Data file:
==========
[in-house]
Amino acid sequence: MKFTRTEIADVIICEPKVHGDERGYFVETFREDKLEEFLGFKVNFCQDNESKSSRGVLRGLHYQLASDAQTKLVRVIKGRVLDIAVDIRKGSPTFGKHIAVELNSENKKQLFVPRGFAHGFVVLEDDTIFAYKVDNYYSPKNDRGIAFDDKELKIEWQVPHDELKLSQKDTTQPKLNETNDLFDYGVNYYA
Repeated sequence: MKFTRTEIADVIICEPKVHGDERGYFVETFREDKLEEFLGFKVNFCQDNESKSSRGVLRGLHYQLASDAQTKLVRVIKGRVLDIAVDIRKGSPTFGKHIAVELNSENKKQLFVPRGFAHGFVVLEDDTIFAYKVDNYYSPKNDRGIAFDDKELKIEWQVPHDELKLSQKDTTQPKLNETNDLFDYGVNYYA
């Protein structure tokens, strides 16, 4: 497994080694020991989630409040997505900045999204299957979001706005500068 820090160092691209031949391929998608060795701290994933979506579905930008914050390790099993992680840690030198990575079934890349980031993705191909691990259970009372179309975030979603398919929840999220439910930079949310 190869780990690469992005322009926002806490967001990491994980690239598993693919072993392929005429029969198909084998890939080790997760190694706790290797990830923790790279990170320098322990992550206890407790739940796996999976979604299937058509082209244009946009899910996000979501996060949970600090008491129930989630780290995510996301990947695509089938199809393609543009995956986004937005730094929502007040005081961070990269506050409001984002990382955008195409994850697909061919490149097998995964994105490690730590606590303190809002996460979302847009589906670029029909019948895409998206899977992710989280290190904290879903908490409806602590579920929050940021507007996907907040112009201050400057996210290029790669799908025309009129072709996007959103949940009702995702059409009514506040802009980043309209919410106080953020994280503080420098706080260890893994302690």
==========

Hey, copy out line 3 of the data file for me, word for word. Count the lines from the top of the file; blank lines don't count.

Repeated sequence: MKFTRTEIADVIICEPKVHGDERGYFVETFREDKLEEFLGFKVNFCQDNESKSSRGVLRGLHYQLASDAQTKLVRVIKGRVLDIAVDIRKGSPTFGKHIAVELNSENKKQLFVPRGFAHGFVVLEDDTIFAYKVDNYYSPKNDRGIAFDDKELKIEWQVPHDELKLSQKDTTQPKLNETNDLFDYGVNYYA